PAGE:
“Stephen Miller is one of the most influential advisors in the White House. He has crafted Donald Trump’s speeches, designed immigration policies that ban Muslims and separate families, and outlasted such Trump stalwarts as Steve Bannon and Jeff Sessions. But he’s remained an enigma.
Until now. Emmy- and PEN-winning investigative journalist and author Jean Guerrero charts the thirty-four-year-old’s astonishing rise to power, drawing from more than one hundred interviews with his family, friends, adversaries and government officials, as well as years of reporting from the U.S. border.
Radicalized during a rocky period in his youth, Miller relished provocation at his high school in liberal Santa Monica, California. He clashed with administrators and dark-skinned classmates over his invectives against bilingualism and multiculturalism. At Duke University, he cloaked racist and classist ideas in the language of patriotism and heritage to get them airtime amid controversies. On Capitol Hill, he served Tea Party congresswoman Michele Bachmann and old-school Alabama Senator Jeff Sessions.
Recruited by Bannon, Miller met his idol: Donald Trump. Having dreamed of his presidency before Trump even announced his decision to run, Miller became his senior policy advisor and speechwriter. Together, they stoked dystopian fears about the Democrats, “Deep State” and “American Carnage” –– apocalyptic visions of migrants and their supporters as an existential threat to America. Through backroom machinations and sheer force of will, Miller survived dozens of resignations and encouraged Trump’s harshest impulses, in conflict with the president’s own family. While Trump railed against illegal immigration, Miller crusaded against legal immigration. He slashed refugee admissions to record lows, obliterated asylum and reduced green card access. Miller rallied support for this agenda, even as it triggered humanitarian crises and legal battles, by courting the rage that found expression in tragedies from El Paso to Charlottesville.
Hatemonger unveils the man driving some of the most divisive confrontations over what America means––and what it will become.”
-Synopsis from Goodreads
I don’t read a lot of non-fiction and certainly not many political non-fiction books, but I decided to read this one because I am a fan of the journalist, Jean Guerrero, author of Crux: A Cross-Border Memoir and I enjoy her writing style.
For myself, and I assume this is the case with many others, I have to limit my news intake to small doses. This time of year it’s especially hard to do that. But I wanted to read this book to continue to educate myself. I think there is something to be said for looking back in time to analyze certain events in history. Although we are still very much in the middle of the current crises, I think it’s worthwhile to continue to connect the dots and learn about public figures in power.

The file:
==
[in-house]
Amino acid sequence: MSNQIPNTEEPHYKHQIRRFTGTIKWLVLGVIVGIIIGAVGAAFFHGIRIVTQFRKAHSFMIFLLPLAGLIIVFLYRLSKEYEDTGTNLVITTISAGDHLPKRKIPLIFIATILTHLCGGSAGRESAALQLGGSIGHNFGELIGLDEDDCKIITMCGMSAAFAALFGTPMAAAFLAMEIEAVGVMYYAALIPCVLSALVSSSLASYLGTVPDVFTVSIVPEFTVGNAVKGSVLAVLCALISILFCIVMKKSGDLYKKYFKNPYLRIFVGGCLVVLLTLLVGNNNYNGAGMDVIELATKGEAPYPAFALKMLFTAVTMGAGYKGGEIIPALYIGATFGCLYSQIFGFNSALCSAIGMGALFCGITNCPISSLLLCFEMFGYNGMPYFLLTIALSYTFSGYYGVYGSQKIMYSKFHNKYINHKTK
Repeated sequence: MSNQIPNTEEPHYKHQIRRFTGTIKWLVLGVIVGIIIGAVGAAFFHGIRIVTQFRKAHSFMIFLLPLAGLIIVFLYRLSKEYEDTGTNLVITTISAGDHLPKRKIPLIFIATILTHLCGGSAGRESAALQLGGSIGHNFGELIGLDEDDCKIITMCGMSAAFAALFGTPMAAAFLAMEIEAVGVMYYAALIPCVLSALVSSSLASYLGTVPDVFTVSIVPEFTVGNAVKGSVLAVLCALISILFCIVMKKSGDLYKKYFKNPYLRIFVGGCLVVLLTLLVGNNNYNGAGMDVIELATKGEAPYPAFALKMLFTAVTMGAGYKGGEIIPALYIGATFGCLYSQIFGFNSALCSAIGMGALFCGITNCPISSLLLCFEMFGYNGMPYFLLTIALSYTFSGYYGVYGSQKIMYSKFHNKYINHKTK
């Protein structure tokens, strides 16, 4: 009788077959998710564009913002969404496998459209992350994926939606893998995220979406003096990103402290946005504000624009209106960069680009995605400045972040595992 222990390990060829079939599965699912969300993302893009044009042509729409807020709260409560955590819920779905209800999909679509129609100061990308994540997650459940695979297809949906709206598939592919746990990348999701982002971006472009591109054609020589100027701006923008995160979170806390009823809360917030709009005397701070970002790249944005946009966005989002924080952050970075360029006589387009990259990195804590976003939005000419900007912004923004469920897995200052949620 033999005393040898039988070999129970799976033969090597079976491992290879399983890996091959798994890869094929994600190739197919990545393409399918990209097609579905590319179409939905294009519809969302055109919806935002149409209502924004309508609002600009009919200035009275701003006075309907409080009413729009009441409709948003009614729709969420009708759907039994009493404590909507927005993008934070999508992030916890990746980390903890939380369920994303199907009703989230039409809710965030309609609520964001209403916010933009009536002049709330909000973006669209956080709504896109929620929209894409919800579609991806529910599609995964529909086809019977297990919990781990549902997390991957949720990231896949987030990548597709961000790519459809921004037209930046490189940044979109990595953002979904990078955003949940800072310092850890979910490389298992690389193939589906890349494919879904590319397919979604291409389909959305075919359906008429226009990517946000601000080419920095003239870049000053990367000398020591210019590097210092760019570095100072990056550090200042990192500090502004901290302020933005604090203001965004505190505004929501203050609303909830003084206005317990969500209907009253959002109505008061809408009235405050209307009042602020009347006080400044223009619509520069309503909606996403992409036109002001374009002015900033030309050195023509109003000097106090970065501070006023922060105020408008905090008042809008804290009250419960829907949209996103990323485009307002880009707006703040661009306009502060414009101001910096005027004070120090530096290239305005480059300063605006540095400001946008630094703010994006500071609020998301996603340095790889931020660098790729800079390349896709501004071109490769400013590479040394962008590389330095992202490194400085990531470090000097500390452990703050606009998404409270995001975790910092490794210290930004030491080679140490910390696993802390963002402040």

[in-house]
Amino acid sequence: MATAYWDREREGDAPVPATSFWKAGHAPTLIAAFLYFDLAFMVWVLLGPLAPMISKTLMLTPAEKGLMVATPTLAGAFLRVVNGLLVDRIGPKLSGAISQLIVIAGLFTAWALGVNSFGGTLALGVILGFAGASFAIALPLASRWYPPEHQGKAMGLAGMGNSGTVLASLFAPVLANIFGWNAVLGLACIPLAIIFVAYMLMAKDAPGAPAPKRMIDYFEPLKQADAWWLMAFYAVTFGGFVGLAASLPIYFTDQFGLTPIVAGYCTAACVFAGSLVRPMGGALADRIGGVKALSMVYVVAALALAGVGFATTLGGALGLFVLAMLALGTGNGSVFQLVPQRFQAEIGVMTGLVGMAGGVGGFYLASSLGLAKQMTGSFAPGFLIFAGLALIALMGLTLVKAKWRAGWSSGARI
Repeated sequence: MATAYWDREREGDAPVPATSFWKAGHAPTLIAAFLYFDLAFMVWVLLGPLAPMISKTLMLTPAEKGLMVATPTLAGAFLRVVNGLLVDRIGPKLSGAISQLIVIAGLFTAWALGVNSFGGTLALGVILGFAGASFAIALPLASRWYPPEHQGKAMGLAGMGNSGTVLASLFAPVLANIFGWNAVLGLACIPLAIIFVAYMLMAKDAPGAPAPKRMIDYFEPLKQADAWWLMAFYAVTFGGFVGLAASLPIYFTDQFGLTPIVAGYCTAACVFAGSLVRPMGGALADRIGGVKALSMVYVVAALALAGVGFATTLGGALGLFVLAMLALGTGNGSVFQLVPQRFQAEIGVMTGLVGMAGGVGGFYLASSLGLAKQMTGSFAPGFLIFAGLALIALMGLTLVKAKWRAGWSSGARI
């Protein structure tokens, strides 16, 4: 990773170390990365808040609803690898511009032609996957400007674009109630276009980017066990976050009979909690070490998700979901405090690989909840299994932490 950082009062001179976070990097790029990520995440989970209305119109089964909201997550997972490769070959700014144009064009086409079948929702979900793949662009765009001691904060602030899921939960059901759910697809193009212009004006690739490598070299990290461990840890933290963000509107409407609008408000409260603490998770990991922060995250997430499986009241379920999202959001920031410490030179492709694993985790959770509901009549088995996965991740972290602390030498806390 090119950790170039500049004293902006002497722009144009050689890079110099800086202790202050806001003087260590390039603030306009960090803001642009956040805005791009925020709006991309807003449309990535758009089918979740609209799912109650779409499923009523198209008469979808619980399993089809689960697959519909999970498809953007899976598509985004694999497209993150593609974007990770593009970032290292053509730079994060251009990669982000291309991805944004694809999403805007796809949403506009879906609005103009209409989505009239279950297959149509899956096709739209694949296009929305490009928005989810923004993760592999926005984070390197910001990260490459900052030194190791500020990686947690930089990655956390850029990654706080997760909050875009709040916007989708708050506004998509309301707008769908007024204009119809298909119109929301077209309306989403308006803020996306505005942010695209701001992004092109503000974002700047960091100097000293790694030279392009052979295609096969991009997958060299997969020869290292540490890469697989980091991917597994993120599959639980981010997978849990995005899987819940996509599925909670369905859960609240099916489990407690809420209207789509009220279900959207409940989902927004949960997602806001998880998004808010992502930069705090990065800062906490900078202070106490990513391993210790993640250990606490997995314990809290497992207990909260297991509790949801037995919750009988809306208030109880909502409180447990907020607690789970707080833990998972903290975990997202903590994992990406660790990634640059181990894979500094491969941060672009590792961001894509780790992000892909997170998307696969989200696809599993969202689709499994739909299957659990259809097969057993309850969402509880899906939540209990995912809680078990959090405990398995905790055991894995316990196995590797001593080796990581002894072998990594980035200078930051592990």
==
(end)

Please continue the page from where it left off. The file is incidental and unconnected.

Since the book is a biography, there isn’t really anything to rate or review because this is not a fictional story. As with any memoir or biography, I certainly can’t rate someone’s life on a scale of one to five stars.
What I will say is that this book is extremely well-researched and captivating, with a narrative that kept me reading more. Stephen Miller’s life is examined from beginning until present, and the pivotal moments in his childhood, early adolescence, and college years are shown to further shed light on how he became the person that he is.
There weren’t many surprises; for a person like this, his background was predictable to me. At the same time, it was frankly scary to see how someone could become radicalized, and scarier still to think of all the other people who are currently under the same influence. I suspect that there are many other “Stephen Millers” out there, and that’s why I think it’s worthwhile to take the time to understand someone like him. I think this book will be a crucial resource in the future.
I will definitely read the future reporting done by Jean Guerrero, and any other books she writes.
4 thoughts on “Hatemonger by Jean Guerrero”
Such a topical book. I’m getting ready to start Surviving Autocracy for similar reasons. Have to stay educated, can’t keep up with all the news without having a panic attack.
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Agree. I’ll have to check that one out!